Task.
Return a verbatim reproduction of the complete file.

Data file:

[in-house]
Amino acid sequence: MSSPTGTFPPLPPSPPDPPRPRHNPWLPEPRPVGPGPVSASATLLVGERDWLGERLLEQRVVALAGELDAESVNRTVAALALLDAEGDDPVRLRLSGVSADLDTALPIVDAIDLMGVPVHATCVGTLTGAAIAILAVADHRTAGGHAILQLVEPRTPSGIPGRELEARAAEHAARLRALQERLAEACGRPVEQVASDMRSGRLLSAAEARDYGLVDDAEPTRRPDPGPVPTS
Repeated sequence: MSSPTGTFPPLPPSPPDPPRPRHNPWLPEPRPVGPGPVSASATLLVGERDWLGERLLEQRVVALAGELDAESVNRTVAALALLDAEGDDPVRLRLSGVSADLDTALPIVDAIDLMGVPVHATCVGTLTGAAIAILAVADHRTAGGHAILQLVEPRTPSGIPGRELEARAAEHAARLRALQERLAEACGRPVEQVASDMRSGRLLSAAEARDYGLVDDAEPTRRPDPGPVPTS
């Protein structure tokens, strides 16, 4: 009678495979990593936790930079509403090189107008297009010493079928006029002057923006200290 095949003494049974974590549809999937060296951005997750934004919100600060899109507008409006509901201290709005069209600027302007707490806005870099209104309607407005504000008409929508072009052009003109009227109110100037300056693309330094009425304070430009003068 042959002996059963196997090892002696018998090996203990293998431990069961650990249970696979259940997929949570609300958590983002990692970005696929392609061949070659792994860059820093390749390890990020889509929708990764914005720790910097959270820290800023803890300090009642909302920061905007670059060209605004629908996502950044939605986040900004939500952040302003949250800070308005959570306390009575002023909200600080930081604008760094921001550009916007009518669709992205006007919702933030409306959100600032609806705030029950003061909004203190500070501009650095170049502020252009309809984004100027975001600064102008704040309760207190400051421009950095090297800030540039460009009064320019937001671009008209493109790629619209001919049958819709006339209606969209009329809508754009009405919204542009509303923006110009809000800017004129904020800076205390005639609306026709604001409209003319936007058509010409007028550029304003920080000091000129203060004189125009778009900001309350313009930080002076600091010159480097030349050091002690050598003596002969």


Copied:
[in-house]
Amino acid sequence: MSSPTGTFPPLPPSPPDPPRPRHNPWLPEPRPVGPGPVSASATLLVGERDWLGERLLEQRVVALAGELDAESVNRTVAALALLDAEGDDPVRLRLSGVSADLDTALPIVDAIDLMGVPVHATCVGTLTGAAIAILAVADHRTAGGHAILQLVEPRTPSGIPGRELEARAAEHAARLRALQERLAEACGRPVEQVASDMRSGRLLSAAEARDYGLVDDAEPTRRPDPGPVPTS
Repeated sequence: MSSPTGTFPPLPPSPPDPPRPRHNPWLPEPRPVGPGPVSASATLLVGERDWLGERLLEQRVVALAGELDAESVNRTVAALALLDAEGDDPVRLRLSGVSADLDTALPIVDAIDLMGVPVHATCVGTLTGAAIAILAVADHRTAGGHAILQLVEPRTPSGIPGRELEARAAEHAARLRALQERLAEACGRPVEQVASDMRSGRLLSAAEARDYGLVDDAEPTRRPDPGPVPTS
């Protein structure tokens, strides 16, 4: 009678495979990593936790930079509403090189107008297009010493079928006029002057923006200290 095949003494049974974590549809999937060296951005997750934004919100600060899109507008409006509901201290709005069209600027302007707490806005870099209104309607407005504000008409929508072009052009003109009227109110100037300056693309330094009425304070430009003068 042959002996059963196997090892002696018998090996203990293998431990069961650990249970696979259940997929949570609300958590983002990692970005696929392609061949070659792994860059820093390749390890990020889509929708990764914005720790910097959270820290800023803890300090009642909302920061905007670059060209605004629908996502950044939605986040900004939500952040302003949250800070308005959570306390009575002023909200600080930081604008760094921001550009916007009518669709992205006007919702933030409306959100600032609806705030029950003061909004203190500070501009650095170049502020252009309809984004100027975001600064102008704040309760207190400051421009950095090297800030540039460009009064320019937001671009008209493109790629619209001919049958819709006339209606969209009329809508754009009405919204542009509303923006110009809000800017004129904020800076205390005639609306026709604001409209003319936007058509010409007028550029304003920080000091000129203060004189125009778009900001309350313009930080002076600091010159480097030349050091002690050598003596002969």